The NASCAR Craftsman Truck Series events at California Speedway are a family affair, bringing great enjoyment to the racers and fans alike. The Friday night racing, under the lights, provides fender-banging excitement that will get race fans out of their seats and onto their feet as they root for their favorite in the 100-lap event. With tickets starting as low as $30, and children 12 and under free with a paid adult admission, the value of the NASCAR Craftsman Truck Series event is a must see - You Have to Be Here! And the racers, they can't wait to come out West for the second race of the season.
"Having back to back races this year to get the season started is better for everyone," said Sprague, driver of the No. 16 Chevy Trucks Chevrolet, who'll be chasing his third California Speedway win during the American Racing Wheels 200. "It is much easier to get a momentum going and keep it going when the races are closer together.
"Since the first NCTS race at California Speedway, I have loved that track. I have had pretty good luck there. It is a fun track to race. It is one of those places that we could come race more than once a season and I would be happy! It is a great track and the races are always good for the fans," Sprague said.
"We definitely look forward to going to California Speedway each year," said Musgrave, who just missed his fourth win at California Speedway when a caution came out on the final lap exiting Turn 4 in last year's race. "We're very comfortable with the track, due in part because we've got multiple victories at the facility. We know that after Daytona, we've got a potentially good race for the team as a whole at California; it's a confidence booster for us to run there. As long as our luck holds up, we know we've got a good shot at winning the event."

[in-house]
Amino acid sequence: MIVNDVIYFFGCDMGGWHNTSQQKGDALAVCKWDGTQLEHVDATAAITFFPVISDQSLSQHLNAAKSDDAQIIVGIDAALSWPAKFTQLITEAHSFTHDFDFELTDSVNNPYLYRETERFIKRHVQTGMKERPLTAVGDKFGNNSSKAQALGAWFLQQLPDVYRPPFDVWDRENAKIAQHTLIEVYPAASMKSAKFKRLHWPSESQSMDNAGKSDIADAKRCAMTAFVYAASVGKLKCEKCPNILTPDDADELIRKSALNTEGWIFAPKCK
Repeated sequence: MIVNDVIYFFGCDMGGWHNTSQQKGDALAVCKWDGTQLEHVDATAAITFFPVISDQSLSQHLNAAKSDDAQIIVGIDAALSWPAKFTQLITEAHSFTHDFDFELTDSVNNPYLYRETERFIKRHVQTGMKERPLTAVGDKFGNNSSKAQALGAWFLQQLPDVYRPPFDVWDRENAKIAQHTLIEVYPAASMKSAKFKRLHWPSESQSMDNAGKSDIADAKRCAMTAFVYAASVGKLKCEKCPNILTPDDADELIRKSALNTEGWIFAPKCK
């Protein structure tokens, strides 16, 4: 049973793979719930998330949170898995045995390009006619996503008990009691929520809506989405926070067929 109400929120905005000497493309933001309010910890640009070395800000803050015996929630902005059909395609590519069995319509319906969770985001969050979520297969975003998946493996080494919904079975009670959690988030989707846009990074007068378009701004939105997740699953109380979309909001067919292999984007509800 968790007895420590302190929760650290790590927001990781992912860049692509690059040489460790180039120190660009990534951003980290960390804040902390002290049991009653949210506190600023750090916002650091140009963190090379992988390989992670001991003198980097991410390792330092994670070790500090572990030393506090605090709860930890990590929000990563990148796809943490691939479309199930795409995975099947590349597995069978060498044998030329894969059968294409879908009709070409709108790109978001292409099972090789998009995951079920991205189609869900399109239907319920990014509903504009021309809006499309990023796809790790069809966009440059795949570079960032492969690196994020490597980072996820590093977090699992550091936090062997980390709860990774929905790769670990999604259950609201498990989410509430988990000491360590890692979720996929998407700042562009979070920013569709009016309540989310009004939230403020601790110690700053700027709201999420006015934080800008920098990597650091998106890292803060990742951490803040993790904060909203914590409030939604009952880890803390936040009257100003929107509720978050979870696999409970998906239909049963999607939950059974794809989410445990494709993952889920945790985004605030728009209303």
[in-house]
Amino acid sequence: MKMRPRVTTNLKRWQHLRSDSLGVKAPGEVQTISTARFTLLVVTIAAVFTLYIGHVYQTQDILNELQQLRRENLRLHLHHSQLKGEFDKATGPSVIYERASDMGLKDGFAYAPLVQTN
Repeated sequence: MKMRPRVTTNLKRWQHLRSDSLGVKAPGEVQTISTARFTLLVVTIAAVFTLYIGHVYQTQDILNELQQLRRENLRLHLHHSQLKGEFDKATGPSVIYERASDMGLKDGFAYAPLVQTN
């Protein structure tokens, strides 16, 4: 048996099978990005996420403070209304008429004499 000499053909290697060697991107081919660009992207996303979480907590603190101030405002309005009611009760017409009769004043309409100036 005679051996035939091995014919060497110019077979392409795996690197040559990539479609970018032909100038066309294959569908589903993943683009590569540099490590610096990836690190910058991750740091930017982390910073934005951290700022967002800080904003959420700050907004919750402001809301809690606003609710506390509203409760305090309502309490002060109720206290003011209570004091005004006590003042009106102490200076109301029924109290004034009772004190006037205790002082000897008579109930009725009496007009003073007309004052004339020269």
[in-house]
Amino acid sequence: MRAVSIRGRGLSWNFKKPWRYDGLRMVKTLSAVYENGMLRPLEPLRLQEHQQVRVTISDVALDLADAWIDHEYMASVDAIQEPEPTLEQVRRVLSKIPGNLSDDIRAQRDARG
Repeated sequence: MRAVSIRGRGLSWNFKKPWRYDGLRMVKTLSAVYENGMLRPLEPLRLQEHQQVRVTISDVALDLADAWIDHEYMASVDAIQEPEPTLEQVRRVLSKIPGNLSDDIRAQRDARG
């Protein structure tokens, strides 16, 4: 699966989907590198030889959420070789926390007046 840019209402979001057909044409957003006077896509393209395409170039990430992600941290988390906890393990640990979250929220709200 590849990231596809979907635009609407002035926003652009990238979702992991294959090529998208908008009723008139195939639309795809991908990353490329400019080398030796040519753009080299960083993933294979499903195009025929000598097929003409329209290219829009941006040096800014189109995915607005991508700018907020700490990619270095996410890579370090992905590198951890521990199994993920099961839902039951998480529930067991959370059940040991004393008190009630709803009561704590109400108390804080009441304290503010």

Palmdale, Calif., native Hornaday is much like his fellow competitors when it comes to racing at California Speedway. He said, "I love going to California to race. California is where I am from so I can't wait to get a chance to race in front of my home crowd. The fans in California are awesome so I know that we are going to put on a great show for them. I can't think of anything better than getting a chance to get the checkered flag right around the corner from my hometown."
Tickets to California Speedway
Be at California Speedway for the NASCAR tripleheader weekend on February 25-27. The weekend will start on Friday with NASCAR Craftsman Truck Series qualifying, NEXTEL Cup and Busch Series practice and the NASCAR Craftsman Truck Series American Racing Wheels 200. Tickets are $30 with children 12 and under free with a paid adult admission. Saturday includes NASCAR NEXTEL Cup and Busch Series qualifying, the NASCAR Busch Series Stater Bros. 300, the Miller Lite Rock 'n Racing Concert with Alter Bridge and a fireworks show. Ticket prices are just $40 and $50. Sunday's ticket, which includes the second race of the NASCAR NEXTEL Cup Series season - Auto Club 500, is $65 and $105. For ticket and event information, call 800-944-RACE  or visit www.californiaspeedway.com.